4 out of 4 stars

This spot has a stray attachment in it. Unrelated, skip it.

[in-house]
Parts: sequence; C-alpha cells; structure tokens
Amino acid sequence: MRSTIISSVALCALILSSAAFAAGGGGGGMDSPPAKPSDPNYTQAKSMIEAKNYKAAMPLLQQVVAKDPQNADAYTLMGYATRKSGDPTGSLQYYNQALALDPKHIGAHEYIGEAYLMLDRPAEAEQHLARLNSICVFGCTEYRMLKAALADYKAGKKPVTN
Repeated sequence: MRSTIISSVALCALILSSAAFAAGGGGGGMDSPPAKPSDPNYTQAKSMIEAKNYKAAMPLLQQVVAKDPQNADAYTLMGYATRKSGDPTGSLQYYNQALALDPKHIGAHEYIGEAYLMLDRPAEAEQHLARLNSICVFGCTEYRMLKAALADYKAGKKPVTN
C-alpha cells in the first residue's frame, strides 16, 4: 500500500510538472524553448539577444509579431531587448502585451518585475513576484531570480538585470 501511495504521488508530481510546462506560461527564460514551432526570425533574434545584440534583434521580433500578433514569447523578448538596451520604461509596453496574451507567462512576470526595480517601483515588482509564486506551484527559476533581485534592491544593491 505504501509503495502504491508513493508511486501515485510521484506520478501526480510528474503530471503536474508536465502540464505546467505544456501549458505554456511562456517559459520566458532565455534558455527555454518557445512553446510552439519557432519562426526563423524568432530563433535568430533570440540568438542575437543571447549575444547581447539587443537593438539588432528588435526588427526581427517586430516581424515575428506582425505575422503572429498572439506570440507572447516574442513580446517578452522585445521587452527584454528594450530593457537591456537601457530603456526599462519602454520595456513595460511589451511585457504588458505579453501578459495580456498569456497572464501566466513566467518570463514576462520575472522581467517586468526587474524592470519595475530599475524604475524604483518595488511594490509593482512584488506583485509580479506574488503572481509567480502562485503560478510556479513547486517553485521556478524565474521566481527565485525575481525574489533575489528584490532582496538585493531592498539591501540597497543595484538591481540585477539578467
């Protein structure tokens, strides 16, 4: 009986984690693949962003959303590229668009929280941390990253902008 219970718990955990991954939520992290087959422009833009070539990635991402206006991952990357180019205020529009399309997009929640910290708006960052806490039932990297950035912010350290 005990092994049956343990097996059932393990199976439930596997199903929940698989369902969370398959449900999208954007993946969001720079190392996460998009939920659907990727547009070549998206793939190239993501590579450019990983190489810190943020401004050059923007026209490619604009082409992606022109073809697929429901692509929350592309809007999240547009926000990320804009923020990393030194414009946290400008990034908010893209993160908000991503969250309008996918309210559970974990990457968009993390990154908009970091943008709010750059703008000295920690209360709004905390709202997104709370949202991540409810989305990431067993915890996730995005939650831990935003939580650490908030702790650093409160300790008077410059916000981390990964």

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With a mystical deposition filled with enchanting settings We are Voulhire A New Arrival Under Great Stars by Matthew Tysz casts the reader into a world consisting of mages, magical deities, holy Eiodis (priests), two separate worlds, and ordinary working people traveling through the magical world of Voulhire: where nothing is as it seems. By setting the chapters with names of characters, the author is able to draw great attention to details of vital settings in the story such as Magnum Caelum, Hillport, and Yamon Soul with effective use of imagery, character depiction, and dialogue. The story appears to center around King Willhelm who is trying to decipher how to keep the prosperous economic balance of Voulhire protected from enemies inspired by tribal ethics within its borders. The reader may feel as though they’re being transposed through a dreamworld filled with mysticism, chaotic happenings and unrelenting darkness. The intricate dichotomy of a world guided by time and space called the Cosmos vs. Caromentis: a world governed by the madness of every mind, the ordinary vs. extraordinary, and Mages set the supernatural tone of Tysz’s transformative Sci-Fi/Fantasy novel series.